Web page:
Florida Atlantic’s Chris Tooley sprawled onto his stomach, the victim of a vicious block by Ohio State’s Josh Myers that sprung Justin Fields 51 yards for a touchdown.
Explosive is a good word to describe Ohio State’s first quarter offense against FAU Saturday, symbolized by the redshirt sophomore center’s throwdown of the senior cornerback. The Buckeyes scored 28 points, and the sophomore Fields found enough time at quarterback to complete five of his first six passes for 80 yards and two touchdowns.
Stagnant is a good word to describe Ohio State’s second quarter offense. In six possessions, Ohio State failed to score, with FAU mounting four pressures against Fields.
“We’re going to address that this week,” head coach Ryan Day said. “It’s a great start. But we’ve gotta keep going. We’ve gotta keep pushing.”
Many factors can determine whether an offense stagnates, but it always starts up front.
Fields was demolished by a blitzing linebacker late in the first quarter, flattened in a manner reminiscent of Tooley. That play opened the trend of pressure tripping up the Ohio State offense, a hit Fields said he “had to get used to.”
FAU’s odd defensive front was starting to confuse the Buckeyes, redshirt senior tackle Branden Bowen said after the game. They’d worked against the look in camp, but with four new starters on the offensive line, chemistry in pass protection is something the Utah native said the line will have to develop.
“Our assignments, really, understanding sometimes teams throw stuff at us that we haven’t seen on film,” Bowen said. “But it’s just coming over to the sideline, not panicking and working out what happened on that last drive to help us with the next one.”
Day said in the previous week that Ohio State would rotate linemen, which could carry negative effects on chemistry. Substitutes in the trenches were rare, however, against the Owls. Redshirt senior tackle Joshua Alabi entered for junior tackle Thayer Munford during one or two first-half series, and redshirt freshman Nicholas Petit-Frere tagged Bowen later.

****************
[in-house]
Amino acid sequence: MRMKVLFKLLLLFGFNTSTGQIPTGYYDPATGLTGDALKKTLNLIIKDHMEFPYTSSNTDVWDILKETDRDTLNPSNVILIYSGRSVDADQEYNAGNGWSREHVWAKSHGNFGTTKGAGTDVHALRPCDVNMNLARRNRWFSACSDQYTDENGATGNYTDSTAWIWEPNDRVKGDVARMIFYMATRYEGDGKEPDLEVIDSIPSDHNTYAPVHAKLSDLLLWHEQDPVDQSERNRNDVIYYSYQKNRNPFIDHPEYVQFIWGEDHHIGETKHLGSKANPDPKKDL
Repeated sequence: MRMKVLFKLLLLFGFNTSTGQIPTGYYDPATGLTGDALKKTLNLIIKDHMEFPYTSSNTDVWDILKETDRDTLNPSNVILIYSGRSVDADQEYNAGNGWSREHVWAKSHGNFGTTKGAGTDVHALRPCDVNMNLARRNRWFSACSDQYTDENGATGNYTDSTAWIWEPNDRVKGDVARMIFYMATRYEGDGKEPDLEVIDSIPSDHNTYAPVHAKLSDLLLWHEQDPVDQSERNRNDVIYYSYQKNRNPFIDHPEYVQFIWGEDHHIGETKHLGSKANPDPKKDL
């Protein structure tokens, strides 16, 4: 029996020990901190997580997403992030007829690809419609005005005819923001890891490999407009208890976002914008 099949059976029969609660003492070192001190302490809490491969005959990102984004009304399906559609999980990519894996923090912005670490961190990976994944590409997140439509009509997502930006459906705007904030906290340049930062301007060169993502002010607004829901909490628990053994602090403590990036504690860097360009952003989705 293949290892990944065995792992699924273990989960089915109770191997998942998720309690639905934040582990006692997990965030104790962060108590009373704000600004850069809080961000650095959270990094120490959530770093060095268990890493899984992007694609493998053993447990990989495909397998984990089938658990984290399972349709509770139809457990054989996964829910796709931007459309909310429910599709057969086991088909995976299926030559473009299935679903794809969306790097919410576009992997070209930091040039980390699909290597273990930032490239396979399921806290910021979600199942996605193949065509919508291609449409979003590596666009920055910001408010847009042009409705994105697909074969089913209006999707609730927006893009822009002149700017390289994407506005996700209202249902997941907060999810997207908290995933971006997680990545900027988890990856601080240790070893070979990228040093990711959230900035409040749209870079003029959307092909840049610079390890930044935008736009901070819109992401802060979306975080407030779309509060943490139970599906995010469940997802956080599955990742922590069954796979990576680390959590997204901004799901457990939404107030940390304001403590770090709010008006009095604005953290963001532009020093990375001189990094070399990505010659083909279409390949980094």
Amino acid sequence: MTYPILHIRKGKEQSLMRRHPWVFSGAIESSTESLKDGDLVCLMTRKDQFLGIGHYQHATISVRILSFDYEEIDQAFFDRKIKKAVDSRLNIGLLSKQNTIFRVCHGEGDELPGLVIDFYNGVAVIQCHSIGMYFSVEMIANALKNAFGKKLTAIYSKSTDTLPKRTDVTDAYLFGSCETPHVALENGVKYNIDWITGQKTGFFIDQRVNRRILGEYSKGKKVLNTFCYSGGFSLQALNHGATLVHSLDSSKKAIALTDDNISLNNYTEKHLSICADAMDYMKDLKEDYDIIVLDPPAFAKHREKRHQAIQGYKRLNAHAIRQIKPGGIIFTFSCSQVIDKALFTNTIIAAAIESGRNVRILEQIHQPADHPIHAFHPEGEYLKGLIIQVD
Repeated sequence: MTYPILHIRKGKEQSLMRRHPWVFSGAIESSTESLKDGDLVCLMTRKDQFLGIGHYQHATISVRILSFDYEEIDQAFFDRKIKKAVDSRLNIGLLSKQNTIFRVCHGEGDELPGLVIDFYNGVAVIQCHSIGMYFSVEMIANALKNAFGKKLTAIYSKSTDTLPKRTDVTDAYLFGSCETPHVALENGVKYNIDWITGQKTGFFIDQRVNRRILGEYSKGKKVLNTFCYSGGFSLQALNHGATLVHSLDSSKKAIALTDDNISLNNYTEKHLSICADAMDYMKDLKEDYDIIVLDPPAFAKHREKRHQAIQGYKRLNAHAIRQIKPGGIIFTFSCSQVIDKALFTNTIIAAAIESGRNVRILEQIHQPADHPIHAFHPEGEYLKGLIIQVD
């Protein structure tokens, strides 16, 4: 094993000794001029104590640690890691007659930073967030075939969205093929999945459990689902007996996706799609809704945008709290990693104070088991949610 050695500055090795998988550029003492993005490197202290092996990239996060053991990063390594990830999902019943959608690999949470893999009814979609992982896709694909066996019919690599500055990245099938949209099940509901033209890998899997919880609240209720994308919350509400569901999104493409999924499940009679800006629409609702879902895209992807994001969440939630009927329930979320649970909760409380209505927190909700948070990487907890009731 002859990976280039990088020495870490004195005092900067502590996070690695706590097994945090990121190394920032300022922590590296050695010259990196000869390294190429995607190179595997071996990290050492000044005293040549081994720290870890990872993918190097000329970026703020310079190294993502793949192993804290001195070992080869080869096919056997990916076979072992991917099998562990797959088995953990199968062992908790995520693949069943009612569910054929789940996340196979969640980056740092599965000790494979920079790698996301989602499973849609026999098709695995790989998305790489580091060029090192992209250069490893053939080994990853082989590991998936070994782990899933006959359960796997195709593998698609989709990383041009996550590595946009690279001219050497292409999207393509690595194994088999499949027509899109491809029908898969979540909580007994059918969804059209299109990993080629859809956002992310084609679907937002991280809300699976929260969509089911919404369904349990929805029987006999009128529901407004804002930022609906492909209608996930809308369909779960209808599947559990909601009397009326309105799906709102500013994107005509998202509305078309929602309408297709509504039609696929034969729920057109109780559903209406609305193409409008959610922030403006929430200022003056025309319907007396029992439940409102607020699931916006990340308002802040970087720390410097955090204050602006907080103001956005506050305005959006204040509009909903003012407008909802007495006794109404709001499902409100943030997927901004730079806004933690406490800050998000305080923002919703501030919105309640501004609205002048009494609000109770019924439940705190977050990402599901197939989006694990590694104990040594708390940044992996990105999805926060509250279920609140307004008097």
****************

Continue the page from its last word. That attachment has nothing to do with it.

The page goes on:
Mostly, though, it was the same five until the second team came on in the fourth quarter.
“It’s ultimately the coach’s decision,” Bowen said. “I’m just gonna go out there every time I’m in the huddle and play as hard as I can.”
Myers is one newcomer to Ohio State’s front at center. Center is a key position for pass protections, often responsible for calling out blitzes and aligning the designated protection. Myers felt comfortable in his new role.
“We had done so much preparation for the game and saw all their looks so many times that it was easy to make the calls and call the front,” Myers said. “We get every team’s best, and every team looks to knock us off. So I’m sure they’ll be extremely jacked.”
Fields faced fewer pressures after the second quarter, so it could have been a shock factor after the Owls countered the initial Buckeye surge, Myers said.
“I think their defense did a good job adjusting to what we were doing, and we kind of slowed up a little bit,” Myers said.
Day also said that Fields needs to do a better job designating the correct protection in the first place.
Regardless, the amount of second-quarter pressures Fields faced is troublesome for the Buckeyes, considering the defensive caliber. FAU ranked No. 93 in scoring defense in 2018, while Ohio State’s Week 2 opponent, Cincinnati, ranked No. 9.
The Bearcats held Power Five UCLA to 14 points in a Week 1 victory and accumulated eight more sacks than the Owls in 2018.